Friday, September 19, 2008

Try the Brown Calculator

We've been busy at the TPA:

Gordon Brown calculator

The calculator is attached to a report which goes through area after area showing that Gordon Brown's economic record has been utterly dismal. It should illustrate the context to the economic gloom and the OECD's prediction that Britain is the only major economy that will experience a recession this year. Brown hasn't been the unlucky victim of international conditions but the author of his own demise.


Meg said...

I think the British politician-based internet tools are much more interesting than ours... we just have the Sarah Palin Baby Name Generator.

Matthew Sinclair said...

I'm not sure whether that pays attention to the name you give it, and generates something based on that, or just gives you a random name.

Anonymous said...

Hi Matthew

Good TPA report by the way!

However, is there any reason why state pension liabilities have been excluded from your estimate of the national debt? The back of my envelope tells me that this could add comfortably over £4 trillion, plus possibly £150 billion per year for extra benefits! Plus maybe £50 billion per year undisclosed extra cost of public sector pensions.

I've found it very difficult (unsurprisingly?!?) to find proper data though and it does need some proper analysis by someone as it always seems to be overlooked.


Matthew Sinclair said...


Public sector pensions are left in there.

The state pension is an interesting question. I think it should be in a complete account of the state's liabilities. However, as the promise to pay them in future is purely political, rather than contractual as in the case of public sector pension, I think they would strike many people as very different to a debt, in conventional terms. We've erred on the side of caution and left them about but I agree that there is a good case they should be included.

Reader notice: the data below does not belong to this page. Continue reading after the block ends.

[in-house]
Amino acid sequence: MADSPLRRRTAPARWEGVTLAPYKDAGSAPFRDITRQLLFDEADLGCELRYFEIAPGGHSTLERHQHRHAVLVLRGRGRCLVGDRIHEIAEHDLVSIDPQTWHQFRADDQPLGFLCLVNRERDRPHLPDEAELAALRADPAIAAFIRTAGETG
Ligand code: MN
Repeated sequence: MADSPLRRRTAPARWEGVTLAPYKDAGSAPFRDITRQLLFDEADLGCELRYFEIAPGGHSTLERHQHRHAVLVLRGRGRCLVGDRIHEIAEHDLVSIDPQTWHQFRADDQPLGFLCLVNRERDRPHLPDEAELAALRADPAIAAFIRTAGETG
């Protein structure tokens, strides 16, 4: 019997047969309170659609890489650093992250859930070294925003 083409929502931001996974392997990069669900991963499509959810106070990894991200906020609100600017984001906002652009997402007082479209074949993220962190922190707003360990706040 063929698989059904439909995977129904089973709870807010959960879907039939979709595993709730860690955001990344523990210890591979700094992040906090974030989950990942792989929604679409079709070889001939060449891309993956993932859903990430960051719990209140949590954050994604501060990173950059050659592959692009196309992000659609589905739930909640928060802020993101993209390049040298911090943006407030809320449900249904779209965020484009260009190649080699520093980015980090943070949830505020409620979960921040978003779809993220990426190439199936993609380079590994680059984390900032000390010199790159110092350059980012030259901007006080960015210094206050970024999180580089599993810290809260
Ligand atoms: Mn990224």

Anonymous said...


Thanks - my view too would be that the default position should have state pensions included as they are a promise by govt to pay a certain amount of money in the future. The fact that the govt could (partially) default, or devalue through high inflation, (as it could also do on gilts for example, or even public sector pensions if push came to very hard shove) is a separate (but also important) argument.

Anyway, hopefully one of your future analyses will cover this issue, particularly as it seems very hard to pin a number down.

On the public sector pensions, I struggled through some budget reports etc, and as far as I can tell your analysis includes an estimate of the cost of benefits accrued (table 2.1.1) but doesn't include the cost of further accrual. Further accrual would add around £34.5 bn for 2007/8, according to the IEA's January 2008 Sir Humphrey's Legacy update paper. More if you add in interest and knock off benefit payments.

Hope this helps - I'm sure you are more used to interpreting figures from Budget reports etc than I am!

I would like to add that I think your report is very good and I just wanted to help ensure the full and true (diabolical) picture of reckless govt spending is shown and those spendthrift politicians are not let off the hook.